Since April 4, 45 hemorrhagic fever cases have been reported, including 25 deaths, the health ministry said Thursday. Fourteen of those cases are confirmed to be Ebola virus disease, 10 are suspected and 21 are probable.
Now, for the vaccine, it's showtime once again -- and because the vaccine is experimental, meaning it's still being studied, it is administered with strict protocols hinging on informed consent.
The vaccine -- called rVSV-ZEBOV -- must be kept between minus 60 and minus 80 degrees Celsius (minus 76 to minus 112 degrees Fahrenheit) and is believed to last two weeks under basic refrigeration.
"It works by inducing in the body a response that can protect against the Ebola virus. It's usually an antibody response, namely a protein that the body induces to be able to protect against Ebola," Fauci said.
"Right now, there are still vaccine trials that are going on. Originally, the vaccine was shown to have some efficacy when it was used in a ring vaccination in Guinea, but the trials that went on in Sierra Leone and Liberia were merely to prove safety and whether or not it induced an immune response that you might predict would be protective," he said.
Peter Salama, deputy director-general of emergency preparedness and response at the WHO, said Friday that the new vaccinations will begin in Mbandaka next week. They will start with 150 contacts of those infected as well as the contacts of contacts, "so when you add that, it becomes 8,000 to 10,000 people that we look to vaccinate in the first phase." Health care workers will also be vaccinated in the first phase, which will occur over the next three months.
"The estimated efficacy during the trial was 100%, and it's pretty much that simple. It protects you against illness if you're vaccinated before you're infected," Longini said.
Regarding the Ebola vaccine, "as I understand from comments from the World Health Organization and Democratic Republic of Congo this week, it will be used not surprisingly in the same way that it was first studied during the West African Ebola outbreak initially in Guinea," said Lucey, who has treated Ebola patients during outbreaks in Sierra Leone and Liberia.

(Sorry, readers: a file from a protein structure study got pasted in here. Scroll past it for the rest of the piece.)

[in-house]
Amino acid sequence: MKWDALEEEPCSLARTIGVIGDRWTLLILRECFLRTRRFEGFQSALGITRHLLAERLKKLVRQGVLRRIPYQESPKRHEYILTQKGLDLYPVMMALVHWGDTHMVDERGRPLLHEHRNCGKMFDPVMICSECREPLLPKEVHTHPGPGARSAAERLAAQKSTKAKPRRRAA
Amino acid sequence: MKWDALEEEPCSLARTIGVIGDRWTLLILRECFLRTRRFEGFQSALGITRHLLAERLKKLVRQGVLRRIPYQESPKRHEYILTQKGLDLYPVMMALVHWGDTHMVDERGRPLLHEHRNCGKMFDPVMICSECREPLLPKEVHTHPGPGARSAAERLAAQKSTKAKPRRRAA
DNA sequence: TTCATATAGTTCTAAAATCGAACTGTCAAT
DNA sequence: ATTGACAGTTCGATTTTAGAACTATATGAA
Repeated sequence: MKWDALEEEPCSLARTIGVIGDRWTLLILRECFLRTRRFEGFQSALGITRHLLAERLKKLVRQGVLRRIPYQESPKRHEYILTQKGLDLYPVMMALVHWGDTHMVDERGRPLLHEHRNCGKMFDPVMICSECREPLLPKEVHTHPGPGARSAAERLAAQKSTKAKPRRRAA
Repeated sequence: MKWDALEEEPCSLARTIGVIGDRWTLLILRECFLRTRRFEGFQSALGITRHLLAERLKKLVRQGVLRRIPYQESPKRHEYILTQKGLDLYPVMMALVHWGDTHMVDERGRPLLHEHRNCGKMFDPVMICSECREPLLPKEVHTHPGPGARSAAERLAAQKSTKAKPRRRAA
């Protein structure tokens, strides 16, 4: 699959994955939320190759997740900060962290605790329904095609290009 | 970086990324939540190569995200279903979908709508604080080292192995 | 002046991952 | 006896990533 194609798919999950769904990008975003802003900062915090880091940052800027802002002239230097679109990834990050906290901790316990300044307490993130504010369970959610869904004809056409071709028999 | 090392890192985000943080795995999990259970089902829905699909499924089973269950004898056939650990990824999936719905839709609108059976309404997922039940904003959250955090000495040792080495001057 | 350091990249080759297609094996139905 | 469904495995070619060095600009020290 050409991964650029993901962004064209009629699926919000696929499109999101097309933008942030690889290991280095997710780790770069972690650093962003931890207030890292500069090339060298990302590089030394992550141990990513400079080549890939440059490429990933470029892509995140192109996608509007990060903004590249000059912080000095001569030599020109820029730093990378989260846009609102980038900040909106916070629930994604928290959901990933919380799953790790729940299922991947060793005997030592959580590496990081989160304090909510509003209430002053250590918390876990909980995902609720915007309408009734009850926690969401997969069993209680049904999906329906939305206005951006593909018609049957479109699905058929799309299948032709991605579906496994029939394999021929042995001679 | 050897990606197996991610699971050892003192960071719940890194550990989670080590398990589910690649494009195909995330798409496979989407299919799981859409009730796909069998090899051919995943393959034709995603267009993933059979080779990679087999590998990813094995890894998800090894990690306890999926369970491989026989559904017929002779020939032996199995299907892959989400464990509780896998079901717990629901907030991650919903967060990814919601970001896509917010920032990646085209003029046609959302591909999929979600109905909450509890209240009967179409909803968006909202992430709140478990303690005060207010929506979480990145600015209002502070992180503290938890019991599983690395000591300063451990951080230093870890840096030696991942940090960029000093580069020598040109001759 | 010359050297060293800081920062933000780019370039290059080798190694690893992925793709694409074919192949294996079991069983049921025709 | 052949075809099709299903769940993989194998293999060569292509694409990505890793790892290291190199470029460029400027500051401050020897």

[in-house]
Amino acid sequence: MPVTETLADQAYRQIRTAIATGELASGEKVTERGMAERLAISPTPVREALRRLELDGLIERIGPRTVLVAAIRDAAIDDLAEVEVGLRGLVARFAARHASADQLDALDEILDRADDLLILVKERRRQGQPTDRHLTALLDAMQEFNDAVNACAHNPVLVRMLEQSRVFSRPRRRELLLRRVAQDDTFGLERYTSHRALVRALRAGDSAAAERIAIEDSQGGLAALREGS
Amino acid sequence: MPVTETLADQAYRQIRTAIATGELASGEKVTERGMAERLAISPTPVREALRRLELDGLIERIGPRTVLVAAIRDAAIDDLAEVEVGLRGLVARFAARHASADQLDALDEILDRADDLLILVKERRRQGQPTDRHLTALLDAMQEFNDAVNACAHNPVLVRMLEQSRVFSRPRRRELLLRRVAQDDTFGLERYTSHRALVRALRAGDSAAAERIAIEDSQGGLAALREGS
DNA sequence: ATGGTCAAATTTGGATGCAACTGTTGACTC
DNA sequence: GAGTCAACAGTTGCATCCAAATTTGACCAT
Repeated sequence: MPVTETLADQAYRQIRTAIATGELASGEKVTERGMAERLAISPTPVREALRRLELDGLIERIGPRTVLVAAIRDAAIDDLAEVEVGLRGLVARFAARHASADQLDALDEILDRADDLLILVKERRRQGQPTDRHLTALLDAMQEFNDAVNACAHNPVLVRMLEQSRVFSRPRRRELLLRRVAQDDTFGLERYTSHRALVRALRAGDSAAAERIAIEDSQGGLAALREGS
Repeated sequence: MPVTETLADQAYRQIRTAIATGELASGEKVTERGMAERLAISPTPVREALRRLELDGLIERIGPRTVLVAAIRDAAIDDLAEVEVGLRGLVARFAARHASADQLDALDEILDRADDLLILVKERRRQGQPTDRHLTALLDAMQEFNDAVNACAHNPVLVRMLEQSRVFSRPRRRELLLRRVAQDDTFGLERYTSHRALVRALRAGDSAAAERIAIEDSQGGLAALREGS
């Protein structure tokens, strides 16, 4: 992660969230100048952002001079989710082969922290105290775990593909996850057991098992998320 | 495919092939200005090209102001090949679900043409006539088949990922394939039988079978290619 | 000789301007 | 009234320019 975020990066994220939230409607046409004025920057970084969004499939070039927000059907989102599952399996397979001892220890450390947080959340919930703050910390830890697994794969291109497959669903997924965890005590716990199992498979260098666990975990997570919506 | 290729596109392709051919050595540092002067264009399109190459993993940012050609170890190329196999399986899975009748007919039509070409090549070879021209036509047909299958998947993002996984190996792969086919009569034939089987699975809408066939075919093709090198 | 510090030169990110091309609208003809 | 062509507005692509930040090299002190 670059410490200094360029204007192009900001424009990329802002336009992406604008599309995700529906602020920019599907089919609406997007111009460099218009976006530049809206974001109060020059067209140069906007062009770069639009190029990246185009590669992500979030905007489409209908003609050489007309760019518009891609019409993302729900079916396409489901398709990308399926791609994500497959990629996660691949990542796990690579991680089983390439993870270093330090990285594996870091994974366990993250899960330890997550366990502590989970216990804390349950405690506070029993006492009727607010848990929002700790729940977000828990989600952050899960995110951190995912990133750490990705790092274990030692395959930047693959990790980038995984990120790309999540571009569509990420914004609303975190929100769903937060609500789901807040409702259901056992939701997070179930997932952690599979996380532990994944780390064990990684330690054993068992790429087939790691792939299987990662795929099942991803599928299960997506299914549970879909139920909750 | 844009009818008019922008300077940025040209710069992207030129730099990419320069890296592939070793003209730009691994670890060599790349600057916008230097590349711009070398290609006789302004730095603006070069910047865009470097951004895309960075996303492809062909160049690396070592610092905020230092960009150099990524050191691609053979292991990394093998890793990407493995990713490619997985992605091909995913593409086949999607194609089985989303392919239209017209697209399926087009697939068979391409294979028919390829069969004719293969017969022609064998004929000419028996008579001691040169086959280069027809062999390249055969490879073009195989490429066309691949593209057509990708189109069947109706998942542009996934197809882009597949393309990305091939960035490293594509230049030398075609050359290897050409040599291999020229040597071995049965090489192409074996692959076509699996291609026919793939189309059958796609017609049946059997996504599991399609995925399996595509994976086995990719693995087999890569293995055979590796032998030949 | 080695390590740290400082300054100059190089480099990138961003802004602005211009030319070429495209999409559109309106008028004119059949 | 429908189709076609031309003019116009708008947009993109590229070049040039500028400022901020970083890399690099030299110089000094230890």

"This particular vaccine, although it's still experimental, does look hopeful from past experience in Guinea and Sierra Leone, but we don't know for sure," he said. "If in fact it is safe and effective, it really will be a game-changer in terms of being able to more quickly stop future Ebola epidemics."
"It never spreads through the air, thankfully," Lucey said.
"So the idea is to vaccinate people who come into contact or are in contact of people who come into contact with people who have Ebola virus infection," he said. "And importantly, this vaccine can never cause Ebola disease, because it contains only one small part of the Ebola virus, so it could never cause the disease itself."
"Right now, it is impossible to tell what's going to happen with this. Is it going to be a big outbreak? Is it going to be a medium outbreak or a small outbreak? ... We don't know at this point. That's why we're treating it as a very serious situation," Fauci said.
"I think the important takeaway message is that in the outbreak that took place in western Africa, we were able to be able to develop a vaccine and show that it works," he said. "So right now, this is a good example that you can and should be able to do research that tests the efficacy of products during an outbreak, the way it was done in West Africa."
CNN's Meera Senthilingam, Euan McKirdy, David McKenzie and Debra Goldschmidt contributed to this report.